It's like a big powerful but lumbering truck - tons of grunt, fast in a straight line but without sprint accelleration, fairly unmanoevrable.
Far faster than a solo on the flat, for a given amount of effort, goes like stink downhill, pretty quick up long shallow drags.
Just a bit of an effort on steeper stuff, but that does get a lot better with practice, as you learn to work together in time rather than fight one another - first time you try to honk up a steep hill you'll spend more effort on balancing the thing than climbing, but it gets better.


New Member
We found..

Tandeming is a completely new experience.

People smile at you, some to be fair bloody laugh, but they treat you in a quite different way, a better way it seems on short experience.

Tandems seem to do something to people, to tickle them is some way.

It's all good. :tongue:



Fun sponge
DE4, Derbyshire
jacob said:
Does anybody know how tall the stoker needs to be.I have a 9 year old daughter who is about 4 foot tall .A tandem could be fun !

Jacob, at the risk of stating the obvious, depends on the frame size. It is not uncommon to see childback tandems on the road, but even if you have a 'standard' small frame, kiddy cranks or crank shortners are available. My boy was 7 when he first went on the back of our tandem.

At the risk of upsetting admin by sending you elsewhere, try this site:


A very nice bunch.


Legendary Member
My Dad has a tandem and we took it to France the other weekend, so I have a bit of experience. I do agree that people LOVE tandems, it brings out the best in people, they all say hello or wave. As the stoker though, I found it a bit dull. I couldn't see anything but what was harder was not having control over my gears. Dad's legs are stronger than mine, so he made me use harder gears than I would choose...and I hated that!!!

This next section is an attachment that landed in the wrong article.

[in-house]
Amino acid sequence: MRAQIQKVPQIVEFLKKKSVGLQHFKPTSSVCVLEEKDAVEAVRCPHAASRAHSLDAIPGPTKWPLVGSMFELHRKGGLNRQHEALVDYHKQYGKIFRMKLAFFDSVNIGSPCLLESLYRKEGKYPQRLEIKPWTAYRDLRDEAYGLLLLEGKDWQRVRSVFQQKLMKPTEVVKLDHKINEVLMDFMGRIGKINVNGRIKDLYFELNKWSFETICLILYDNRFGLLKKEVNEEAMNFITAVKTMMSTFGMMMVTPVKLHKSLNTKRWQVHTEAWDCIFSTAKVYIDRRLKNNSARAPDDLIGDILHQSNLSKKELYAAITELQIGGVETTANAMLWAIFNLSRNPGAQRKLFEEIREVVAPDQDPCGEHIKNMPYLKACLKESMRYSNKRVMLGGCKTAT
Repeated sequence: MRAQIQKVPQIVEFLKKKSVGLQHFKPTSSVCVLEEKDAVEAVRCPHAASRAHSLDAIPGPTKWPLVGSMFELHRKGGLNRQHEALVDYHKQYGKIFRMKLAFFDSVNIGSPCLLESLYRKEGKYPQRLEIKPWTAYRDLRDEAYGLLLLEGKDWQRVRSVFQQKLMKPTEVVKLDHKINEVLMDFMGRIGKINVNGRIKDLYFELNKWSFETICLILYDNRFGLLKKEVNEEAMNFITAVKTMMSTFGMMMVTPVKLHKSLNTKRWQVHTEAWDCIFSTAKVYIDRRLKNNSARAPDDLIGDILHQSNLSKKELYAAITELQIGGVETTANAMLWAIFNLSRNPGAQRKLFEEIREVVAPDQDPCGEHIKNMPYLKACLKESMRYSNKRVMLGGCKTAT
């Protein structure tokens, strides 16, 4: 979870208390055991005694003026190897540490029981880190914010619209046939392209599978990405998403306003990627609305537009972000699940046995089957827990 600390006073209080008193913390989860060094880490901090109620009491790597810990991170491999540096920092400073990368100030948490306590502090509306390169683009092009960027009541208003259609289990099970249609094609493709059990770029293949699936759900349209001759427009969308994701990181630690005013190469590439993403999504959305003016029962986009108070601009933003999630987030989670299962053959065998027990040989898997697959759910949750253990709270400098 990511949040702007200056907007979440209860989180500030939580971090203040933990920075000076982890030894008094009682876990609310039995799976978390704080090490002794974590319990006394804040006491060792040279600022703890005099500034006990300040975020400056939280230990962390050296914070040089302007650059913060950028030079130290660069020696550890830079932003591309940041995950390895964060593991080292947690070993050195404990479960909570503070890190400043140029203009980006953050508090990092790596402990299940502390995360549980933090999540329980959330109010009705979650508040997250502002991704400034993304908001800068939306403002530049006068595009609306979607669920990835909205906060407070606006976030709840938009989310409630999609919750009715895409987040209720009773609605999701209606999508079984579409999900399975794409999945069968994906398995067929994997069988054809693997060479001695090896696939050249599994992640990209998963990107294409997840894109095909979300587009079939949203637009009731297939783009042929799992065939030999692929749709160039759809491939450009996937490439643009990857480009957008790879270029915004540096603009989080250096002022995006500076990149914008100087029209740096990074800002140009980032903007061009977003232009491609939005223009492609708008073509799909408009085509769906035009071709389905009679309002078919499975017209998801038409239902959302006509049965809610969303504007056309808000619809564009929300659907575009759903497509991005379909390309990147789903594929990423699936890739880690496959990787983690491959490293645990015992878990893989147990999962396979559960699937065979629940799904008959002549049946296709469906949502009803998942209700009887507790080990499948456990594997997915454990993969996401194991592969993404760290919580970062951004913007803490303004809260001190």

But it's great fun in other respects. It's good to be able to speak to each other without shouting...and I loved the lack of headwind, being hidden behind dad. There is ANOTHER kind of wind which becomes a problem though....

For kids there are two options....

1. Adapt your present tande
2. Buy a specific tandem

Keith Oates

Penarth, Wales
Where I'm working at the moment is also a holiday resort town and there are many tandems for hire. They seem to be very popular and most nights there are a stream of them going along the sea front!!!!!!!!!!!!!!

Keith Oates

Penarth, Wales
At Hanoi Airport yesterday I saw two European middle aged couples just leaving the airport area on fully loaded Tandems. I couldn't stop to talk to them but they did look good along the road and they certainly were getting plenty of looks from the locals!!!!!!!!!!!!!!


New Member
Hey Mr Paul. What does that "cute" on say on the cross bar (ie make?) ??

I can't make it out - even in Photoshop (like that was actually going to increase the resolution!!!!:biggrin:), but wonder if you know what it actually is??